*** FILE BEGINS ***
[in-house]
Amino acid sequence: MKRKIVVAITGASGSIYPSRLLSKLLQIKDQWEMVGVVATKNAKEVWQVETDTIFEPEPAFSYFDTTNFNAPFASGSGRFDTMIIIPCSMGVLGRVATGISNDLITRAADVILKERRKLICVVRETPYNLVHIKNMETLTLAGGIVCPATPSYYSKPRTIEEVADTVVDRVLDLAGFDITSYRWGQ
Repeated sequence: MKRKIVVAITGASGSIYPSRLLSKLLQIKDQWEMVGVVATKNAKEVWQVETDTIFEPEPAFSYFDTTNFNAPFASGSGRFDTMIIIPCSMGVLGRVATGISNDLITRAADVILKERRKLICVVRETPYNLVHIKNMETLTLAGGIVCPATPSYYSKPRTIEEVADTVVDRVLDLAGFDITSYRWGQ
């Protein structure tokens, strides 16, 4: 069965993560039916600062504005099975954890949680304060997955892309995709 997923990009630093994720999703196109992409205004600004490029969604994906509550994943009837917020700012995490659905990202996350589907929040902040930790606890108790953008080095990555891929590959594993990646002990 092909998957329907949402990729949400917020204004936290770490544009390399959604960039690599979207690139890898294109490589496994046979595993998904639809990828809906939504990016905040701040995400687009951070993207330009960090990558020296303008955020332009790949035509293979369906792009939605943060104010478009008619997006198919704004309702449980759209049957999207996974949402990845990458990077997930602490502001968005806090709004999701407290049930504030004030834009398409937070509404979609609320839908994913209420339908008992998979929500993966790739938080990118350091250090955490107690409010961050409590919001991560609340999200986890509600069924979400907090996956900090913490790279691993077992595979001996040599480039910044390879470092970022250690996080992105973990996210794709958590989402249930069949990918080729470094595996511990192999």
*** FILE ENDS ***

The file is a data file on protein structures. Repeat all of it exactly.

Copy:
[in-house]
Amino acid sequence: MKRKIVVAITGASGSIYPSRLLSKLLQIKDQWEMVGVVATKNAKEVWQVETDTIFEPEPAFSYFDTTNFNAPFASGSGRFDTMIIIPCSMGVLGRVATGISNDLITRAADVILKERRKLICVVRETPYNLVHIKNMETLTLAGGIVCPATPSYYSKPRTIEEVADTVVDRVLDLAGFDITSYRWGQ
Repeated sequence: MKRKIVVAITGASGSIYPSRLLSKLLQIKDQWEMVGVVATKNAKEVWQVETDTIFEPEPAFSYFDTTNFNAPFASGSGRFDTMIIIPCSMGVLGRVATGISNDLITRAADVILKERRKLICVVRETPYNLVHIKNMETLTLAGGIVCPATPSYYSKPRTIEEVADTVVDRVLDLAGFDITSYRWGQ
């Protein structure tokens, strides 16, 4: 069965993560039916600062504005099975954890949680304060997955892309995709 997923990009630093994720999703196109992409205004600004490029969604994906509550994943009837917020700012995490659905990202996350589907929040902040930790606890108790953008080095990555891929590959594993990646002990 092909998957329907949402990729949400917020204004936290770490544009390399959604960039690599979207690139890898294109490589496994046979595993998904639809990828809906939504990016905040701040995400687009951070993207330009960090990558020296303008955020332009790949035509293979369906792009939605943060104010478009008619997006198919704004309702449980759209049957999207996974949402990845990458990077997930602490502001968005806090709004999701407290049930504030004030834009398409937070509404979609609320839908994913209420339908008992998979929500993966790739938080990118350091250090955490107690409010961050409590919001991560609340999200986890509600069924979400907090996956900090913490790279691993077992595979001996040599480039910044390879470092970022250690996080992105973990996210794709958590989402249930069949990918080729470094595996511990192999």